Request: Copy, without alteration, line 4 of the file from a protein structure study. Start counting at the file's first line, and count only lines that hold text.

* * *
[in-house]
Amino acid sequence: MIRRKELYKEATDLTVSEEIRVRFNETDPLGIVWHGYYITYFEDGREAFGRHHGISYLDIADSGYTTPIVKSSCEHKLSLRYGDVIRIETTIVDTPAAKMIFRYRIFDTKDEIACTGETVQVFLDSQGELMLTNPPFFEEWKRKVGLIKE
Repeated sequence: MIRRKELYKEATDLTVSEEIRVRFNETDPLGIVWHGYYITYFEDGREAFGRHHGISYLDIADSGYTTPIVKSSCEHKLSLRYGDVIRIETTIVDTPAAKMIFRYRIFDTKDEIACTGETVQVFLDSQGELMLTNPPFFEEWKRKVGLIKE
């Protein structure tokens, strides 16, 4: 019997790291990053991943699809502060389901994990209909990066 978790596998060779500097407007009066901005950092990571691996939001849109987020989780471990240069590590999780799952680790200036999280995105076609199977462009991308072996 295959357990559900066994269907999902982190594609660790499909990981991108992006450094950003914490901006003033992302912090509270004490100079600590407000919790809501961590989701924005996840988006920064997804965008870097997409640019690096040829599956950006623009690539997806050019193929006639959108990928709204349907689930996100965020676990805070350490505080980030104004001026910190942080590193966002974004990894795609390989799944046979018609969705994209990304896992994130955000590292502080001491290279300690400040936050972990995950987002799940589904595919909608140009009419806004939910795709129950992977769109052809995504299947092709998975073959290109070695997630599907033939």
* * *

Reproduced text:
């Protein structure tokens, strides 16, 4: 019997790291990053991943699809502060389901994990209909990066 978790596998060779500097407007009066901005950092990571691996939001849109987020989780471990240069590590999780799952680790200036999280995105076609199977462009991308072996 295959357990559900066994269907999902982190594609660790499909990981991108992006450094950003914490901006003033992302912090509270004490100079600590407000919790809501961590989701924005996840988006920064997804965008870097997409640019690096040829599956950006623009690539997806050019193929006639959108990928709204349907689930996100965020676990805070350490505080980030104004001026910190942080590193966002974004990894795609390989799944046979018609969705994209990304896992994130955000590292502080001491290279300690400040936050972990995950987002799940589904595919909608140009009419806004939910795709129950992977769109052809995504299947092709998975073959290109070695997630599907033939």